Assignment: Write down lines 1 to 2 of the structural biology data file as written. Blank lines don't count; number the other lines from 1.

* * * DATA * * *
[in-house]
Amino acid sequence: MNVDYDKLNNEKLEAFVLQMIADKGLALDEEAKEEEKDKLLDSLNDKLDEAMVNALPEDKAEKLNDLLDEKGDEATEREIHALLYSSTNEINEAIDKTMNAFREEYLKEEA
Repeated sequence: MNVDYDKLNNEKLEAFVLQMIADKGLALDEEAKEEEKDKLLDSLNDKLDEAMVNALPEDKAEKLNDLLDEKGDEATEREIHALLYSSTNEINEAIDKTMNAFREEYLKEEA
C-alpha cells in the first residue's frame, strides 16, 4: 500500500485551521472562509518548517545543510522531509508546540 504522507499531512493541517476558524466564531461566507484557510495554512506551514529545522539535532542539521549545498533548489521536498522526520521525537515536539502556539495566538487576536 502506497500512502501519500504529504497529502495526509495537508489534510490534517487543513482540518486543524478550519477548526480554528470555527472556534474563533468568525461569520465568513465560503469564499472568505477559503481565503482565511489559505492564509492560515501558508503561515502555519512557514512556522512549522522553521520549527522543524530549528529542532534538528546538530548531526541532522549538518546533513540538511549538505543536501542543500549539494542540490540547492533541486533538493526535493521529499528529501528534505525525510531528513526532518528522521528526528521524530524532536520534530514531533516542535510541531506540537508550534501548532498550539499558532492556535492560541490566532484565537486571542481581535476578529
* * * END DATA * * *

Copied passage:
[in-house]
Amino acid sequence: MNVDYDKLNNEKLEAFVLQMIADKGLALDEEAKEEEKDKLLDSLNDKLDEAMVNALPEDKAEKLNDLLDEKGDEATEREIHALLYSSTNEINEAIDKTMNAFREEYLKEEA